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Enforcement Problems and Secondary Markets

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  • Fernando A. Broner
  • Alberto Martin
  • Jaume Ventura

Abstract

There is a large and growing literature that studies the effects of weak enforcement institutions on economic performance. This literature has focused almost exclusively on primary markets, in which assets are issued and traded to improve the allocation of investment and consumption. The general conclusion is that weak enforcement institutions impair the workings of these markets, giving rise to various inefficiencies. But weak enforcement institutions also create incentives to develop secondary markets, in which the assets issued in primary markets are retraded. This article shows that trading in secondary markets counteracts the effects of weak enforcement institutions and, in the absence of further frictions, restores efficiency. (JEL: F34, F36, G15) (c) 2008 by the European Economic Association.

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Bibliographic Info

Article provided by MIT Press in its journal Journal of the European Economic Association.

Volume (Year): 6 (2008)
Issue (Month): 2-3 (04-05)
Pages: 683-694

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Handle: RePEc:tpr:jeurec:v:6:y:2008:i:2-3:p:683-694

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References

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  1. Fernando A. Broner & Jaume Ventura, 2010. "Rethinking the Effects of Financial Liberalization," NBER Working Papers 16640, National Bureau of Economic Research, Inc.
  2. Fernando Broner & Alberto Martin & Jaume Ventura, 2006. "Sovereign Risk and Secondary Markets," NBER Working Papers 12783, National Bureau of Economic Research, Inc.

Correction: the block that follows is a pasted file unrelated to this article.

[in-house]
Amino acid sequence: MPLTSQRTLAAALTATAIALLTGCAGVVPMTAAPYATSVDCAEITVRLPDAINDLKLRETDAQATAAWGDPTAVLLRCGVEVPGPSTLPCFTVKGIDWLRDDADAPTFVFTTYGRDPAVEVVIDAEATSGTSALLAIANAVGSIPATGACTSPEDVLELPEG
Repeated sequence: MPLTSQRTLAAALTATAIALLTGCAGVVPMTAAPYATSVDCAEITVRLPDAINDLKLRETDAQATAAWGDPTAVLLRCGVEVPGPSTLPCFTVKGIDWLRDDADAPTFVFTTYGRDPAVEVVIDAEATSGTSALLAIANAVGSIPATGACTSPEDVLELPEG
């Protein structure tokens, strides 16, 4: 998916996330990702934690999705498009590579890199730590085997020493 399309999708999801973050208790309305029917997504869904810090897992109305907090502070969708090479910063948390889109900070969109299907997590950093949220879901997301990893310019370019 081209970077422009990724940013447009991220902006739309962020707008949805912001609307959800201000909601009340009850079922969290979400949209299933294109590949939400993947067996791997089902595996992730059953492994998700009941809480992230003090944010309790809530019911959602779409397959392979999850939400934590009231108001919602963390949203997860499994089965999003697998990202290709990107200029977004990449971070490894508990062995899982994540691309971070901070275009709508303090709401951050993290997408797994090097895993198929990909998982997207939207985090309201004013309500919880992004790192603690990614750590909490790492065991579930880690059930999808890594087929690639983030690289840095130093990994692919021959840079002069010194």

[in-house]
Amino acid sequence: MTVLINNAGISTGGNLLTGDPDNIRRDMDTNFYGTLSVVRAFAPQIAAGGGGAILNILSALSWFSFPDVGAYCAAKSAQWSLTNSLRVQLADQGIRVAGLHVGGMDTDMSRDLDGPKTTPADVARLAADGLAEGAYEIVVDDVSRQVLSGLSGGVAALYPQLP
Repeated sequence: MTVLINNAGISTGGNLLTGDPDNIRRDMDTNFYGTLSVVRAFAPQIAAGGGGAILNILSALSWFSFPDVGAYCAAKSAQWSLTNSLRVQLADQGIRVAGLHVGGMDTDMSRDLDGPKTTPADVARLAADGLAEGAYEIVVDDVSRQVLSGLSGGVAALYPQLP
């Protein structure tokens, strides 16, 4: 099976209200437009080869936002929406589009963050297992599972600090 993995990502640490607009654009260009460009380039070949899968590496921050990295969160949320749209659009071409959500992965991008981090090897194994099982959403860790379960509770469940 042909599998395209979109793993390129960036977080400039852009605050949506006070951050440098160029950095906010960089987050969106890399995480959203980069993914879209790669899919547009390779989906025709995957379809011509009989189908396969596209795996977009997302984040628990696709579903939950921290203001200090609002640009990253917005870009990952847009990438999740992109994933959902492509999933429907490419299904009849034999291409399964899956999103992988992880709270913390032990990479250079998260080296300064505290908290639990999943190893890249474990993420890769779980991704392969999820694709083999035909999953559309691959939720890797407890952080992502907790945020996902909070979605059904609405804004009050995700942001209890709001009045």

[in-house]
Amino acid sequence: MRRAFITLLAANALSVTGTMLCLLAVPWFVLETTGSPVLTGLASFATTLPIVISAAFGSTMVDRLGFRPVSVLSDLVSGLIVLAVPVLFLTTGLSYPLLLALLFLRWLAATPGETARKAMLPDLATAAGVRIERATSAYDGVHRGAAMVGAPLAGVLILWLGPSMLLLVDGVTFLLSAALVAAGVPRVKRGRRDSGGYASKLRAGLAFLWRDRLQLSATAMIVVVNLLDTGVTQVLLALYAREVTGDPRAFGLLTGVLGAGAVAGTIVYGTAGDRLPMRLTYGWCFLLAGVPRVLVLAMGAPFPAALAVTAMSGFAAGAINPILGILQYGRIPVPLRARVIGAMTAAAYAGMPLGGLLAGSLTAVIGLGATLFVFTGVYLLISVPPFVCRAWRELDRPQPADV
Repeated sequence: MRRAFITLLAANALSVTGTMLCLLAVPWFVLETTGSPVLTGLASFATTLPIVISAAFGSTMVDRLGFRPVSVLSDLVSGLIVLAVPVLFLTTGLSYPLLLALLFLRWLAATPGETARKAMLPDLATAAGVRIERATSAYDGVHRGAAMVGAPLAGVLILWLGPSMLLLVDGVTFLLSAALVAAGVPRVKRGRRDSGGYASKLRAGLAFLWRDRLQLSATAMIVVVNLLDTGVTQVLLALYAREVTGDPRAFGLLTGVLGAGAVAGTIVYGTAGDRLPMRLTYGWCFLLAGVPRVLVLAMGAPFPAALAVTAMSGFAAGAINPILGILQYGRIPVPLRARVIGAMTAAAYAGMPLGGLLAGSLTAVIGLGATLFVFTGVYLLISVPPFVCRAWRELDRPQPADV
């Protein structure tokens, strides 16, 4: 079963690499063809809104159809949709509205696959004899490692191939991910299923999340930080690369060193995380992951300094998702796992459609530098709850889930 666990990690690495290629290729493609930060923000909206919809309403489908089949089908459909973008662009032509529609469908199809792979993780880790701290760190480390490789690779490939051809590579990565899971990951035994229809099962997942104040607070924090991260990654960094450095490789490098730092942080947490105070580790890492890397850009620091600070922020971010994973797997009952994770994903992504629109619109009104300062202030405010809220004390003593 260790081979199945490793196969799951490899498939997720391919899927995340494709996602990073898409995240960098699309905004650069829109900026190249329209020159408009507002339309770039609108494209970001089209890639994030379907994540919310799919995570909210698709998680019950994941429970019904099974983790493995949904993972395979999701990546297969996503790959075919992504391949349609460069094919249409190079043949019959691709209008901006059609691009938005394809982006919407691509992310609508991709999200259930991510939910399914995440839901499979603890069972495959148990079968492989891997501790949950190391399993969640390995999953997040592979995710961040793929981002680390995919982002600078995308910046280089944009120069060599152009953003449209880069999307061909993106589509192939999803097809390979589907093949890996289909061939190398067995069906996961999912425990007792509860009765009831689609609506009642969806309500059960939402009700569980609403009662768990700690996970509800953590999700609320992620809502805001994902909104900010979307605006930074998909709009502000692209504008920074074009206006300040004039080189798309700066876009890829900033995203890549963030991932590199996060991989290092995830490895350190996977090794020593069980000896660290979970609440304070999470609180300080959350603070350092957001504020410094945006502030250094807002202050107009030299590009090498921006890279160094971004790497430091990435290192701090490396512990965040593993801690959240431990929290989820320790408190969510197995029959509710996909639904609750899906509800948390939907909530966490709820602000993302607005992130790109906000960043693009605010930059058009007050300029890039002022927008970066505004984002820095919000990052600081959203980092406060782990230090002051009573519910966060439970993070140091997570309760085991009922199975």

3. Fernando A Broner & Jaume Ventura, 2006. "Globalization and Risk Sharing," Working Papers 307, Barcelona Graduate School of Economics.
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Cited by:
  1. Fernando Broner & Jaume Ventura, 2010. "Rethinking the Effects of Financial Liberalization," Working Papers 509, Barcelona Graduate School of Economics.
  2. Ricardo Bebczuk & Maria Lorena Garegnani, 2012. "Real State as Housing and as Financial Investment: A First Assessment for Argentina," Department of Economics, Working Papers 095, Departamento de Economía, Facultad de Ciencias Económicas, Universidad Nacional de La Plata.
  3. Claudio Raddatz & Sergio Schmukler, 2010. "Pension Funds And Capital Market Development: How Much Bang For The Buck?," Working Papers 38, Superintendencia de Pensiones, revised Feb 2010.
  4. Aitor Erce Domiguez, 2010. "Debtor Discrimination During Sovereign Debt Restructurings," 2010 Meeting Papers 1324, Society for Economic Dynamics.
  5. Acharya, Viral V & Drechsler, Itamar & Schnabl, Philipp, 2011. "A Pyrrhic Victory? Bank Bailouts and Sovereign Credit Risk," CEPR Discussion Papers 8679, C.E.P.R. Discussion Papers.
  6. Miguel Palomino Bonilla & Rudy Wong Barrantes, 2011. "Housing Finance in Peru: What is Holding it Back?," Research Department Publications 4748, Inter-American Development Bank, Research Department.
  7. Eduardo Levy Yeyati & Sergio L. Schmukler & Neeltje Van Horen, 2008. "Emerging Market Liquidity and Crises," Journal of the European Economic Association, MIT Press, vol. 6(2-3), pages 668-682, 04-05.
  8. Aitor Erce, 2012. "Selective sovereign defaults," Globalization and Monetary Policy Institute Working Paper 127, Federal Reserve Bank of Dallas.
  9. Mario Cuevas & Sigfrido Lee & Maria Isabel Bonilla, 2011. "The Missing Foundations of Housing Finance: Incomplete Markets, Fragmented Policies and Emerging Solutions in Guatemala," Research Department Publications 4750, Inter-American Development Bank, Research Department.

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